'Skill University' proposed for NE
CMs raise challenge in report to Modi
- Published 29.10.15
Shillong, Oct. 28: A group of chief ministers, tasked with the responsibility of providing inputs on skill development, has recommended setting up a "Skill University" in the Northeast while opining that "engaging" with the aspirations of India's youth is a "challenge".
This was revealed in the report of the sub-group of chief ministers on skill development. The group was constituted in the first meeting of the governing council of the NITI (National Institution for Transforming India) Aayog in February this year.
With Punjab chief minister Parkash Singh Badal as the convener, the sub-group recently submitted its report to Prime Minister Narendra Modi. Meghalaya chief minister Mukul Sangma was among those who were part of the group.
In the over 200-page report, the sub-group made a slew of recommendations, which were a part of the measures required to address skilling requirements of the unorganised sector that employs about 93 per cent of India's workforce.
While making the recommendations, the sub-group took on board the inputs of both member and non-member states.
On "developing the pool of trainers/assessors/instructors for improving quality", the sub-group felt that the role of Skill Universities in the states should be explored, particularly for developing large numbers of qualified trainers and to conduct research in curricula and pedagogy.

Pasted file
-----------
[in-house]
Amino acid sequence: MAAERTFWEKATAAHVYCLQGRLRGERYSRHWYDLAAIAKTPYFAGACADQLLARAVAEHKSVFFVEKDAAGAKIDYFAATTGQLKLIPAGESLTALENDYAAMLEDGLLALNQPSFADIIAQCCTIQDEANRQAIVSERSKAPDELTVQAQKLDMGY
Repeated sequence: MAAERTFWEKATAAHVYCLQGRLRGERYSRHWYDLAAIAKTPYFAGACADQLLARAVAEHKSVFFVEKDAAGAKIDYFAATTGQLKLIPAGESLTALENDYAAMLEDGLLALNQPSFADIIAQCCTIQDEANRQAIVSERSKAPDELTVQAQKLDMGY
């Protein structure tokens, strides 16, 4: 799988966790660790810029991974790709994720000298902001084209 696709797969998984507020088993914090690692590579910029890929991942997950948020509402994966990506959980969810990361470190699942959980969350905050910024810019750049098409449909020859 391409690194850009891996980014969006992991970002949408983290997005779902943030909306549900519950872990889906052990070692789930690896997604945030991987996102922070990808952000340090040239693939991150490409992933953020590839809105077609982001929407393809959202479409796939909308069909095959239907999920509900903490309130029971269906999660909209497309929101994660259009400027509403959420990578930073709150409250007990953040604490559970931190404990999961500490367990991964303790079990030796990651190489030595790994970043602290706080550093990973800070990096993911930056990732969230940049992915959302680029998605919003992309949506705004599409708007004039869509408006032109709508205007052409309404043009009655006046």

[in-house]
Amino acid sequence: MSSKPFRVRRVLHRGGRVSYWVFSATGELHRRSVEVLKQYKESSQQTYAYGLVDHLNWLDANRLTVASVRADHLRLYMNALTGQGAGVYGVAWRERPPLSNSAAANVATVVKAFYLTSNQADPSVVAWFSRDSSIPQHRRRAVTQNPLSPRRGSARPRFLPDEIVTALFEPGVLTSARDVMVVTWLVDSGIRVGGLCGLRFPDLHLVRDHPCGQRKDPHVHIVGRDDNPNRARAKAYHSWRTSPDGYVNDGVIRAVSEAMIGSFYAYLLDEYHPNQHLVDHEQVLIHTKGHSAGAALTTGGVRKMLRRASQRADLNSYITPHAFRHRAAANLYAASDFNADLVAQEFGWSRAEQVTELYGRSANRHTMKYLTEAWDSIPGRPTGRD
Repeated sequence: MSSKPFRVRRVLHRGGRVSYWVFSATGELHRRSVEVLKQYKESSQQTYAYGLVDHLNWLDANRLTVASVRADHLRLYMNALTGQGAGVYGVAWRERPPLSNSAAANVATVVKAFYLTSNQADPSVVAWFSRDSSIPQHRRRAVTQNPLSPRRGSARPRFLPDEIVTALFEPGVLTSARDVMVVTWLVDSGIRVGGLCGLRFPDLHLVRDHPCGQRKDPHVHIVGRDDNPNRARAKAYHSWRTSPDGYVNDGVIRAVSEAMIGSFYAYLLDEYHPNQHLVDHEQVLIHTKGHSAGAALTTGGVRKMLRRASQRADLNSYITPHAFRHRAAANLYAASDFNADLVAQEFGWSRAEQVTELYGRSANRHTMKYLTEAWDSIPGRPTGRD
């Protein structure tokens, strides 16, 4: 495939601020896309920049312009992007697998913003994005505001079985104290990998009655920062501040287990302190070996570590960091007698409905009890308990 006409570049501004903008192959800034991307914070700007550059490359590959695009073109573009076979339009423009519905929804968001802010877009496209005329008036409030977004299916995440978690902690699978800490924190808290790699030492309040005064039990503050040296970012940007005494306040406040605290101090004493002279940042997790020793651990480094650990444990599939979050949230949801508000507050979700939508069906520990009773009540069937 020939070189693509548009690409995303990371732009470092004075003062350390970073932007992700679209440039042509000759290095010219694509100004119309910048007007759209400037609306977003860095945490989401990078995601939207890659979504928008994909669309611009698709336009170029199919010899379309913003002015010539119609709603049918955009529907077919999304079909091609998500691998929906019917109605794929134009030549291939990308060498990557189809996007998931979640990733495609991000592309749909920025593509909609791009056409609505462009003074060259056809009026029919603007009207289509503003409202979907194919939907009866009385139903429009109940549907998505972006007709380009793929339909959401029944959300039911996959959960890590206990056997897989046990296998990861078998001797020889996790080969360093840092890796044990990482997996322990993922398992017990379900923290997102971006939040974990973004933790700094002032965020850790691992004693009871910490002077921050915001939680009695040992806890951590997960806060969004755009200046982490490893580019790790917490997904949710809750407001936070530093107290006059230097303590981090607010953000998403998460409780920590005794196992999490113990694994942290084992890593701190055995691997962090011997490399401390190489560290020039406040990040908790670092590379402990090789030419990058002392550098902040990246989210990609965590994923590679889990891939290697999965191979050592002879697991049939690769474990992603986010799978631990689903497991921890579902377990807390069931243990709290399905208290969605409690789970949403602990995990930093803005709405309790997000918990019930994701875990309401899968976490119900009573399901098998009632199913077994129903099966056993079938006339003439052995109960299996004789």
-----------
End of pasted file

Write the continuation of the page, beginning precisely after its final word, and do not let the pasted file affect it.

"Perhaps one Skill University in each geographical region, including the Northeast, may be considered. The Union ministry of skill development and entrepreneurship should make a budget provision for all states to set up Skill Universities or converting one of the existing universities as a Skill University under PPP mode. This funding could be made available through NSDF/NSDC," the sub-group recommended.
It also suggested that setting up "Migration Support Centres" at big hubs could provide better retention and career opportunities for candidates.
"This is more essential for trainees coming from the Northeast, hilly states and other difficult areas, including LWE (left-wing extremism)-affected districts," it added.
The Centre and states could explore the need for enacting a legislation on right of youth to skill development in line with Chhattisgarh, the sub-group said.
"It was felt that such a right-based legislation backed by robust implementation would generate greater demand, remove the low esteem attached to vocational education and encourage more young people to seek skill training. This should be backed by adequate infrastructure and resources especially for less resource-rich states," it stated.
In the recommendations, the sub-group specifically mentioned agarwood plantations in Meghalaya vis-a-vis local resources and livelihood opportunities.
"Employment opportunities can be created in plantation, primary processing units, extraction factory, super-critical fluid extraction facility, warehousing, packing and marketing," it said.
"The South East Asian countries' business model based on creating a vertically integrated business from the management of plantations to the inoculation, harvesting, distilling and processing of agarwood inputs into a multitude of agarwood end products, including the highly-prized Oud oil may be studied and replicated," it read.
Sangma had launched agar and bamboo plantation programmes in almost all the 11 districts of the state.
"The sub-group is of the view that engaging with aspirations of India's youth is a challenge both for the central and the state governments and acknowledges that innovative mechanisms are required to address the critical challenges," the report stated.